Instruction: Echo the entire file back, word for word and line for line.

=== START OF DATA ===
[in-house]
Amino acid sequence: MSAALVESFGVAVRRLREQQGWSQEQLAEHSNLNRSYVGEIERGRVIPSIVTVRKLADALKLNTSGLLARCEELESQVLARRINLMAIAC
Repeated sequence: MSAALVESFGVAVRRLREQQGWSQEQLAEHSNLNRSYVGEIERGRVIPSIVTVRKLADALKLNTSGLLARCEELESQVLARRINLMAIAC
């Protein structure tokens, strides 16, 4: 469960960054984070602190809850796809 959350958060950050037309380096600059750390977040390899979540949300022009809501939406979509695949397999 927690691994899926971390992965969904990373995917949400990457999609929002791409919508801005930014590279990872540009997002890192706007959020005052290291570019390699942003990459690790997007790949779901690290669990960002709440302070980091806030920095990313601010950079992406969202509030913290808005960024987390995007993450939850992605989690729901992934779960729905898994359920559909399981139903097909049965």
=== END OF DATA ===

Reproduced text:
[in-house]
Amino acid sequence: MSAALVESFGVAVRRLREQQGWSQEQLAEHSNLNRSYVGEIERGRVIPSIVTVRKLADALKLNTSGLLARCEELESQVLARRINLMAIAC
Repeated sequence: MSAALVESFGVAVRRLREQQGWSQEQLAEHSNLNRSYVGEIERGRVIPSIVTVRKLADALKLNTSGLLARCEELESQVLARRINLMAIAC
């Protein structure tokens, strides 16, 4: 469960960054984070602190809850796809 959350958060950050037309380096600059750390977040390899979540949300022009809501939406979509695949397999 927690691994899926971390992965969904990373995917949400990457999609929002791409919508801005930014590279990872540009997002890192706007959020005052290291570019390699942003990459690790997007790949779901690290669990960002709440302070980091806030920095990313601010950079992406969202509030913290808005960024987390995007993450939850992605989690729901992934779960729905898994359920559909399981139903097909049965």